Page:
An HIV/AIDS clinic in Montreal is working to help their meet refugee patients’ needs beyond providing medical treatment.
The McGill University Health Centre’s Chronic Viral Illness Service has set up a fund to help with patients’ unexpected costs, including everything from housing to bus fare.
“In the 30 years I’ve worked in HIV, I’ve dealt with a lot of poverty, but in the last few months I’ve had several patients say to me ‘I’m hungry,’” Claire Duchesneau, a social worker at the clinic, told CTV Montreal on Saturday.
“I have never heard patients openly say to me: ‘I’m hungry.’”
The fund comes as a lifeline to many of the 2,000 patients at the CVIS — nearly a third of whom are migrants.
“Most of our patients struggle with psychosocial problems, with economic problems,” said Dr. Bertrand Lebouché, a chronic virus clinician with the CVIS.
”You have to help them because if they don’t have enough money to get food and to get housing security, housing safety, the HIV treatment will not be able to help them.”
“Carlos,” who preferred to remain anonymous for this story, is one of the many people taking advantage of the service. He moved to Canada as a Rwandan refugee and has been living with HIV for nearly 20 years.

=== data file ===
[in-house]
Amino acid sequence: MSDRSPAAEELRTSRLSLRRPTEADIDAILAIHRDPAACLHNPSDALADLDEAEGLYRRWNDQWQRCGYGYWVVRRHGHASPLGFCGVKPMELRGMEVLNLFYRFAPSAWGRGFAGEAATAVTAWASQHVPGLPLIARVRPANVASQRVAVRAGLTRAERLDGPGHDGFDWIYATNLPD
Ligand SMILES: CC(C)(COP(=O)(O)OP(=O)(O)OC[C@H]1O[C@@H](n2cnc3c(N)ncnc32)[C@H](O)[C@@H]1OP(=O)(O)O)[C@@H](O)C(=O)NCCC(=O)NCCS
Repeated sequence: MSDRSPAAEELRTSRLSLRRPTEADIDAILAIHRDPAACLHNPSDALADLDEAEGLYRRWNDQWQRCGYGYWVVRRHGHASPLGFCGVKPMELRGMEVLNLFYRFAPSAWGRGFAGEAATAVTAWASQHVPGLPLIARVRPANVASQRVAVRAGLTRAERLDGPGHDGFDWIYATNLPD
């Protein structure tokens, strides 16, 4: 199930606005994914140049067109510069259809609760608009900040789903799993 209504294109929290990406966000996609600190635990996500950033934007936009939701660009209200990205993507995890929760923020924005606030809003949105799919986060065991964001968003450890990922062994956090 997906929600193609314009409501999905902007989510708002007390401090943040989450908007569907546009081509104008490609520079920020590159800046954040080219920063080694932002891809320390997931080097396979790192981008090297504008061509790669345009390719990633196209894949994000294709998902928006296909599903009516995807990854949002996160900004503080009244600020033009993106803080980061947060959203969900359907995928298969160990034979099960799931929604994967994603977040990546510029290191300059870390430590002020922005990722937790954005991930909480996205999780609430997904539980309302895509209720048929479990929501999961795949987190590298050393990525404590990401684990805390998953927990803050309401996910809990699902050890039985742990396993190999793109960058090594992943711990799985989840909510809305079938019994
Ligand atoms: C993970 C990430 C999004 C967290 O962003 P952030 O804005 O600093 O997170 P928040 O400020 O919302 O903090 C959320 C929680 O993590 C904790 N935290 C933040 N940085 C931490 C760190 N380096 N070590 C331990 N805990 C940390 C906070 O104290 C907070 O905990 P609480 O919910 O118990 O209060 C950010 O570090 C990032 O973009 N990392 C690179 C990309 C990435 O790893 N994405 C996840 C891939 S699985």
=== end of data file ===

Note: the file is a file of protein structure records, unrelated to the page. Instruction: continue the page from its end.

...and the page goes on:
He came to Canada with the hopes of working and sending money back home, but when his illness forces him off the job, he can barely support himself.
“You get sick suddenly,” he said. “If you’ve got plans for what you needed to do, like sometimes say: ‘This year I want to make this kind of money’ and then suddenly I become sick, I’ll be sitting home like three to four months.”
Carlos says with the fund helping him along when times get tough, he’ll be able to stay afloat financially.
“I’ve got good doctors. I’m getting some good medicine and people care about me…so I think I’ll be reaching my goal.”
The clinic is hosting a fundraising concert at the Rialto Theatre in Montreal Tuesday night. Performances include contemporary singer Barbara Lewis and special guest Ben Griffin.
All proceeds will go to support individuals living with HIV/AIDS who are patients at the CVIS.